Second Meeting of OCA Thames Valley Group 20th April 2013
We had a slightly different format this time with Portfolio review in the morning and then the afternoon spent discussing Semiotics.
I didn’t have anything to show at the last meeting because I had been going through a stuck phase which seemed to have lasted for months. It wasn’t that I wasn’t taking photographs just that I couldn’t feel enthusiastic about photography. This time was different and I took two sets of prints from ongoing work.
(a) Medium Format Camera (earlier post here )
I told the others that they were my witnesses that I’d carried out my promise to myself to do more work with the camera. I’d expected to be asked, “Why film; why medium format?” and I was. I’m still not sure I was sufficiently coherent to give a reasoned reply though and keep thinking about this. It’s the whole process and the slower pace. Putting film in the camera (still with some trepidation and remembering to push in the locking buttons); the awareness that it’s more costly; I won’t know what I’ve got until I get it back from the lab. All this makes me consider framing and composition more. I can’t just walk around the subject as I try to do every time now and then have a quick look at the screen to check the focus and settings. It’s exciting to get the negatives back and CD with scans. I hardly need to do anything at all apart from minimal tweaking and slight cropping (why does that black line appear down the side sometimes?). The aspect ratio appeals to me and, most importantly, prints from film are different. They have a special quality for me, that soft clarity.
I got very positive feedback and encouragement to continue working with the camera; including the sense I’d conveyed of me looking at people from afar, from behind the trees, and beginning to show groupings; the way in which people come together in the landscape.
(b) Work towards Assignment 4 of People & Place
I explained the process I’d worked through from three visits to Winchester; and my developing concept of how one aspect of the cathedral is a place where the living meet the dead; a timeline; how still the visitors are in their looking. Sharon was very positive about the idea of statues and also suggested I look at Mark Power’s “Mass” .
(c ) Insights gained from looking at other members” work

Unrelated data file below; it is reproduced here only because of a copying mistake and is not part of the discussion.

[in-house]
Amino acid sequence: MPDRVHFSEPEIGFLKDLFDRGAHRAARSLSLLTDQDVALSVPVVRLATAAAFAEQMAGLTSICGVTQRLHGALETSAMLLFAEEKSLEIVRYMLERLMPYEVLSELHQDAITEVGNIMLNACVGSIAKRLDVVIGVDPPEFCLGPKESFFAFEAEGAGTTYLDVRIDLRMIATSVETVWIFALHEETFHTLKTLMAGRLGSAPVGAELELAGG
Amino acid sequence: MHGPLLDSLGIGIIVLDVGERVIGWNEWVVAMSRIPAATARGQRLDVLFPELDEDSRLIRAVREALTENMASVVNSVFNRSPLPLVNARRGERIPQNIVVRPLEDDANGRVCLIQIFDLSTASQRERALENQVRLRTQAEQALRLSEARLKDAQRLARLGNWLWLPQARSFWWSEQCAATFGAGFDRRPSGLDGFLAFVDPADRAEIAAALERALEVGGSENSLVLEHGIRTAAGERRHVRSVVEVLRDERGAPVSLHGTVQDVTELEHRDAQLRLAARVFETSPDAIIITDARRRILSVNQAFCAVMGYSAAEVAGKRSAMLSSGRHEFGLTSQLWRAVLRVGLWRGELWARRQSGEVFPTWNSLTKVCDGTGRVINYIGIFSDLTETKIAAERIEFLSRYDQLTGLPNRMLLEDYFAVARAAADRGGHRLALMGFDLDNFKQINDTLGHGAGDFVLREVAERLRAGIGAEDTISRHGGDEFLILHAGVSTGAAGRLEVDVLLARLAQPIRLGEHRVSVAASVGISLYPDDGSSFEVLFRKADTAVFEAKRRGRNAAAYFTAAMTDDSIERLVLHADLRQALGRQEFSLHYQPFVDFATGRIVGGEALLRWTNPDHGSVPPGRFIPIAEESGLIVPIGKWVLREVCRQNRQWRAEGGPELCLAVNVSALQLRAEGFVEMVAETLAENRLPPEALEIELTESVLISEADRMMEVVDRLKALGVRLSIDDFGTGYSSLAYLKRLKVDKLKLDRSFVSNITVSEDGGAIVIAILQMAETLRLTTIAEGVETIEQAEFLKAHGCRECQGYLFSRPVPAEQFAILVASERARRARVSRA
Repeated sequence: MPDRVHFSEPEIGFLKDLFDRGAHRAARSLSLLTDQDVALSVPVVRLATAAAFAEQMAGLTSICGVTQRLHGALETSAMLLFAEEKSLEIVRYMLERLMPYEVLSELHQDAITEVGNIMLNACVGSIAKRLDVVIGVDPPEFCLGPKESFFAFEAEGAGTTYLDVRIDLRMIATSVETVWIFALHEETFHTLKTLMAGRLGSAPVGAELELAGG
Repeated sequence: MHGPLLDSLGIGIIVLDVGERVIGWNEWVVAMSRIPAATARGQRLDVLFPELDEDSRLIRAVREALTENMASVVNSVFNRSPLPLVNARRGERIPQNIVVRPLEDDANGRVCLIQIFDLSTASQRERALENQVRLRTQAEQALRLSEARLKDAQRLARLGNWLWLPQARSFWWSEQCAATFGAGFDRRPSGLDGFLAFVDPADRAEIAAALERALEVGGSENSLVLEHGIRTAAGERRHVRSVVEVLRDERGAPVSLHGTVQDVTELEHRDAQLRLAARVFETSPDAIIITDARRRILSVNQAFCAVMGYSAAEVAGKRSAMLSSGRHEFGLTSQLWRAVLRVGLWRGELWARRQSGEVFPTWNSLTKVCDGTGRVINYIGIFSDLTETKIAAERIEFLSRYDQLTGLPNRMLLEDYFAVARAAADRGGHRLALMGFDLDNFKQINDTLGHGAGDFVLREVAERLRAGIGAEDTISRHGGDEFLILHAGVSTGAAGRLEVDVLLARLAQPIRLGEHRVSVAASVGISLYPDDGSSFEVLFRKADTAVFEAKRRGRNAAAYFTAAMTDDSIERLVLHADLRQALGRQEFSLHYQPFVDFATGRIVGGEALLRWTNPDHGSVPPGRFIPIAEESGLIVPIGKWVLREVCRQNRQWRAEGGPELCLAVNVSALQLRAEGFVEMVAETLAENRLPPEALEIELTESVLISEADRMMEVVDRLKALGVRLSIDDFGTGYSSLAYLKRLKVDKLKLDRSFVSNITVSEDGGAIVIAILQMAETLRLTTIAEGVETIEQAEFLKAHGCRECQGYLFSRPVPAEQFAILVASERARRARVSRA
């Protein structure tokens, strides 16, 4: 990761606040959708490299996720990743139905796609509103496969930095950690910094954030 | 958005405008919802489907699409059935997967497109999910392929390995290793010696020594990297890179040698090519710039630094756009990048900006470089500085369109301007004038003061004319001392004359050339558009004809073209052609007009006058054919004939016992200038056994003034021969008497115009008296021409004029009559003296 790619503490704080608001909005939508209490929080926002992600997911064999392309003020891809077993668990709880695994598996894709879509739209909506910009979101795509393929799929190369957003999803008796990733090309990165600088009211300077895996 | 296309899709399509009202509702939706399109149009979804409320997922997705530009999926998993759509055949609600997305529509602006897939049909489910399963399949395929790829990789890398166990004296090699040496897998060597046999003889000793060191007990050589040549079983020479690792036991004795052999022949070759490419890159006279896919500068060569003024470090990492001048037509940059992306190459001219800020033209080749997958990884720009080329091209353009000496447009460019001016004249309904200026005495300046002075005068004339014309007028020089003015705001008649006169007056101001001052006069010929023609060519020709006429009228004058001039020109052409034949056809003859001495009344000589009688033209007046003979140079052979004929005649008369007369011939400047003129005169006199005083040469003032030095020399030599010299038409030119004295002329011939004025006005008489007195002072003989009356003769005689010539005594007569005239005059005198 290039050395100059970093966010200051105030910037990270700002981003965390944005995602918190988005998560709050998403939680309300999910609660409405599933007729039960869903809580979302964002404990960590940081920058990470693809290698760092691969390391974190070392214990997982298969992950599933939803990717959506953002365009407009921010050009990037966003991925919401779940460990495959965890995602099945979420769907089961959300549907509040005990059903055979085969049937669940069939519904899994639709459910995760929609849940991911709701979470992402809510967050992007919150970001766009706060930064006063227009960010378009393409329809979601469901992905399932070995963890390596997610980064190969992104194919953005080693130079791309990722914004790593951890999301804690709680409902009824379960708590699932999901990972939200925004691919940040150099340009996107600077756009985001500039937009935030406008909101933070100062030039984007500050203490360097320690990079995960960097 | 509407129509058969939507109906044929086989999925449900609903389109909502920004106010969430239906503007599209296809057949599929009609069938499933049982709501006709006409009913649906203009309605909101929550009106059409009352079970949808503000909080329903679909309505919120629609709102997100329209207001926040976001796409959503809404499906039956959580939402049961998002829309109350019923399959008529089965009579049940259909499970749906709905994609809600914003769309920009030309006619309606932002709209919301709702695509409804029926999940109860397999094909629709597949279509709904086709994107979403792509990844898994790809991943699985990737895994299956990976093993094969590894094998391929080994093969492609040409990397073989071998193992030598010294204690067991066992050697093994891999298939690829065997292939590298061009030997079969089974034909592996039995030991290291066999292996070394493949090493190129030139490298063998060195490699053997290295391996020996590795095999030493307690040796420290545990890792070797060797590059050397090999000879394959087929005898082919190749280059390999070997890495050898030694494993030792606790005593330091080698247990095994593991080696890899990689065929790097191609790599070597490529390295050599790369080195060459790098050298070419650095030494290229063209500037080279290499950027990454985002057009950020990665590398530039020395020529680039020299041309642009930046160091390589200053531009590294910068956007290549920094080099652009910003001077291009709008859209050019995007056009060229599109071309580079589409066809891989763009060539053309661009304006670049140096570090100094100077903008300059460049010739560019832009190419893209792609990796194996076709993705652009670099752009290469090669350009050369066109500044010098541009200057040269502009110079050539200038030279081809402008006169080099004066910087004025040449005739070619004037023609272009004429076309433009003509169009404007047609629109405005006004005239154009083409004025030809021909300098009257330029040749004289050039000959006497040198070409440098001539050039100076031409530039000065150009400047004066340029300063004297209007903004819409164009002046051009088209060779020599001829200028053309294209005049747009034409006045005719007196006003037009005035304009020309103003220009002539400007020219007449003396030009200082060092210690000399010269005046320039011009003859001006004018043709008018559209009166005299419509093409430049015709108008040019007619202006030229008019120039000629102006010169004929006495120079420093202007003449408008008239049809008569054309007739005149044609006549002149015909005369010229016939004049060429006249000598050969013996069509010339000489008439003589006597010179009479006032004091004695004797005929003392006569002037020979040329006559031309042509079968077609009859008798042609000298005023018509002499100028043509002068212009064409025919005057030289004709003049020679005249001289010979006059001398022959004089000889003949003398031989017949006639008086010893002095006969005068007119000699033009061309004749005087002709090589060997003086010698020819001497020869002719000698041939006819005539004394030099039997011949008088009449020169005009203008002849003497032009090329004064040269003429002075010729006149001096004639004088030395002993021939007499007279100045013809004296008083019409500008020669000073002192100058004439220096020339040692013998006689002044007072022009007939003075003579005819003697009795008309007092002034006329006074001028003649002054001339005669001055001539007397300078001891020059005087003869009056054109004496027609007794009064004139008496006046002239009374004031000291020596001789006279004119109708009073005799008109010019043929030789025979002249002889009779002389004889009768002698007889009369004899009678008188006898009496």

One aspect I enjoy is to see how others are progressing their ideas; trying new approaches, and how they’re putting their interests into coursework. As before, I won’t go into any detail because I know they’ll be writing their own posts. Areas covered looking at manipulation and reality; re-doing assignments in a completely different way – just for fun!; using small images as details to take the viewer beyond the frame/fill out the picture; dealing with issues regarding confidentiality and strategies used; combining found images with current ones; how to combine images of nature into a personal theme; moving forward on photographing people.
Sharon excellently models the critical approach towards selection for a series and the importance of having physical prints there that can be shuffled around to make different stories. It isn’t a case of the rest of us just sitting back to observe a 1:1 discussion – we all get involved and absorbed.
Introduction to Semiotics
This will need a separate post so that I can summarise what I’ve learned so far; thoughts on the further work set for us, and, more importantly, how I’m making use of this type of analysis. The format was good. There was reading to do beforehand and we then had a discussion around the topic and the meanings of signifier/signified/denotation/connotation. We also talked about studum and punctum. After this Sharon read to us an essay on “The Hippopotamus” a photograph by Count de Montizon taken in 1852 (from David Bate, 2009) which lead into some pairs/trio work on analyzing an advertisement to draw out the underlying messages.
We’ve been left with some further work to do. More questions for me to ponder concerning the order of ‘signs’; text as a form of relay as opposed to anchor and what needs to be in an image to make the viewer stop and look. Another topic was to now deconstruct a photograph. So many to choose from!
What did I gain from the day
After the discussion on my prints I said, “I feel like a photographer now”. I think that was a real step forward for me in that I’m taking myself more seriously and I’m sure that a part of that is being taken seriously by my peers.
The importance of meeting face to face with a tutor who is a role model for constructive criticism and analysis and demonstrates editing a series visually.
I’m very pleased that our small group has melded so quickly. We all knew each other already so that is obviously a factor but that shared purpose and desire to encourage others constructively is very important.
Semiotics doesn’t seem as complicated (once I put aside my reaction to the stilted language of its academic proponents) to the extent that I’ve ordered a book Semiotics: The Basics by Daniel Chandler. I know I can read it online as well under a different title (Semiotics: The Basics) but I wanted to get the book this time.
27th April 2013
Bate, D (2009) Photography (Key Concepts), Berg, Oxford
Chandler, (D) (2007) Semiotics: The Basics, Routledge